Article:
Scorpaenid systematics are complicated and unsettled. Fishes of the World recognizes 10 subfamilies with a total of 388 species, while (as of 2006) FishBase follows Eschmeyer and has three subfamilies, 25 genera, and 201 species, some of the species being removed to family Sebastidae which other authorities do not follow.

I have to get back to my camera, have a wonderful day all!!


Sep 12, 14     Comments Off


Hey friends, we had another busy day at Substation Curacao so finally I have time to do a little chillin! We had two submersible runs again today with paid guests and I of course was waiting for them at 50 feet to take some photos as they pass by. While waiting for the sub to arrive I hung out with my buddy you see above that has been living in this cave under a mound of star coral for longer than I can remember. This is a GIANT Spotted Moray Eel, Gymnothorax moringa and he must be close to four feet in length!! During any given day you can find him right there poking his head out and just enjoying the view, at night time he is gone and out hunting for food. I of course have the greatest respect for this creature and know that he could take my hand off if he wanted to, that’s why I always keep a safe distance when taking his photo. While I laid on the sand watching him or her today I observed two Sharknose Gobies cleaning him, one can be seen clinging to the coral above his head to the right. These little cleaner fish are so brave, you can watch as they swim all over his body and even in and out of his mouth, it’s a win-win for both parties.

On the second dive I did today I found a mega tiny, just born trunkfish (see photos from 2 days ago) in a foot of water being tossed around by the big waves. I immediately opened my pocket on my BC vest and pulled out a little critter container with a lid that had holes drilled all around it and placed it near him and he swam inside. This little thing was smaller than the three I posted 2 days ago, it was super tiny and so dang cute. I normally don’t mess with sea creatures but this little baby was in the wrong spot, he was getting pounded by the waves and surge. So as I went to meet the submersible I took him with me down to 50 feet and placed him in a tiny coral cave near the others we found a few days ago. Once out of the container he immediately started eating and exploring his new calm world, I will check on him again tomorrow to make sure all is good. These little baby trunkfish normally stay very near one area for months until they are old enough to head out into the big blue, such brave little things!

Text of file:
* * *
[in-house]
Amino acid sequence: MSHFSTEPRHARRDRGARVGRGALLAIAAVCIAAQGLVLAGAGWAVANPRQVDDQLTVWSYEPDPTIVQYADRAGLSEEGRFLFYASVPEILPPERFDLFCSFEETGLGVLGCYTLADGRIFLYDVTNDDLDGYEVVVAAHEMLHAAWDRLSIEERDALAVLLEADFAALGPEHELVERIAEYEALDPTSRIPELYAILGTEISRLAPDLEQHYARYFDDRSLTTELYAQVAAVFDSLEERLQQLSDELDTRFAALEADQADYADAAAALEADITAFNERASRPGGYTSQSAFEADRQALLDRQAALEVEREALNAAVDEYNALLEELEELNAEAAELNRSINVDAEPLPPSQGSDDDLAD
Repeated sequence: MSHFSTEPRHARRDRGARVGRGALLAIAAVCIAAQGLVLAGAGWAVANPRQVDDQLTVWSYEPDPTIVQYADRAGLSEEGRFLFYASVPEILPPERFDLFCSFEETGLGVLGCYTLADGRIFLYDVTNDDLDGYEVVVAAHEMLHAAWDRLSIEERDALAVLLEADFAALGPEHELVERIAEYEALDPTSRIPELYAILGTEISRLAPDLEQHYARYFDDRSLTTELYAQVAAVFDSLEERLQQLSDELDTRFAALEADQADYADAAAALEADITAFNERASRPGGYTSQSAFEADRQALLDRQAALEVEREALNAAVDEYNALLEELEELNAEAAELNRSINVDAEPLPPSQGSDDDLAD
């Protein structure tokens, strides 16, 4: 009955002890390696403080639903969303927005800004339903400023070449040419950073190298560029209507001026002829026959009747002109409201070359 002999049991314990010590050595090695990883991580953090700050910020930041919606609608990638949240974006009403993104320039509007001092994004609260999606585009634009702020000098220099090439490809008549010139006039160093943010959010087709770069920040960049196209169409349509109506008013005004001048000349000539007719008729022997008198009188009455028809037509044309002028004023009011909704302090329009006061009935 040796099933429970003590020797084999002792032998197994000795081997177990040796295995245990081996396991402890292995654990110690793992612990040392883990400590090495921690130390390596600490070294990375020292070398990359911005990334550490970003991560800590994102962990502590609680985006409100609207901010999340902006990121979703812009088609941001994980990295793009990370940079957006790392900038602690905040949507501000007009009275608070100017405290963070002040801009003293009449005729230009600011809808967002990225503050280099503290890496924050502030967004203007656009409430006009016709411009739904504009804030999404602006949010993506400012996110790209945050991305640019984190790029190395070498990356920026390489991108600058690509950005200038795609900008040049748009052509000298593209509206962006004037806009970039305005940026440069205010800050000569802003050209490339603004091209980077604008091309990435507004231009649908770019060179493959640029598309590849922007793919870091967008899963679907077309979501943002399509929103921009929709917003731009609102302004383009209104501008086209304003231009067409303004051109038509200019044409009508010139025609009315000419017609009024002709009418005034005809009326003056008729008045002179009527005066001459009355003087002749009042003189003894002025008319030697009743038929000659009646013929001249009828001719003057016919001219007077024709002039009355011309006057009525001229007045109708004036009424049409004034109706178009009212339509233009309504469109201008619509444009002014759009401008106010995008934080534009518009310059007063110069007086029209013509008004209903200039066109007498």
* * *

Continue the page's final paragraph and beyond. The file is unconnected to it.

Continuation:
We are awaiting the arrival of the first batch of Smithsonian scientists that should arrive within the hour, it will be two crazy weeks coming up so stay tuned!

Have a wonderful weekend all…..

Cheers, Barry

Sep 11, 14     Comments Off